After the 2010 elections, the number of women holding elective office in Massachusetts plummeted to 1998 levels, with women comprising only 24 percent of all officeholders and 20 percent of local elected officials.
The figures for women of color who were officeholders were even starker: They held only 2 percent of elected offices, despite people of color comprising more than 20 percent of the state’s population. Women of color who are current officeholders in Massachusetts are typically the “first and only.” In the state senate, there is one woman of color, Sonia Chang-Diaz. She is the first Latina woman to hold that office. Her seat was previously held by the first African-American woman to serve in the chamber. The House of Representatives fares better for women of color, but not by much, boasting just three: Gloria Fox, Linda Dorcena Forry, and Cheryl Coakley-Rivera, respectively an African American, a Haitian American, and a Latina.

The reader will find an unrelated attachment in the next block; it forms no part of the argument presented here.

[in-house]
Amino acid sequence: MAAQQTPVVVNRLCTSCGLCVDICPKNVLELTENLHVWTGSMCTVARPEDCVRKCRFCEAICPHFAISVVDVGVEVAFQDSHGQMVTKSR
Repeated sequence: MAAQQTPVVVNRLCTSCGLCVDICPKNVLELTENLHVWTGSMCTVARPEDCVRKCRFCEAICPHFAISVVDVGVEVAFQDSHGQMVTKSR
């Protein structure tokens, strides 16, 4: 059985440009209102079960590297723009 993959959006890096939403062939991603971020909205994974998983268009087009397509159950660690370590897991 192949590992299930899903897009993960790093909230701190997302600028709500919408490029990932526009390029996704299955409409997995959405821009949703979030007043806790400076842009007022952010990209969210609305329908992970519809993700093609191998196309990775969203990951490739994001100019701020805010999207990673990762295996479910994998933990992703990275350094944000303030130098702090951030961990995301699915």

As mayor of Fitchburg, Lisa Wong is the first woman of color popularly elected as a mayor in the entire state and the only Asian-American woman to serve in that position. For more than 100 years, the Boston City Council did not have a member who was a woman of color, until 2010, when Ayanna Pressley, who is African American, took her at-large seat. Boston has been majority-minority since 2000.
The 2010 Census shows dramatic increases in the state’s minority population, presenting a unique opportunity to increase the number of women of color in political leadership. A new initiative seeks to capitalize on that opportunity.
"Commentary: Creating a Pipeline for a More Inclusive Democracy,"
Trotter Review: Vol. 20:
1, Article 6.
Available at: https://scholarworks.umb.edu/trotter_review/vol20/iss1/6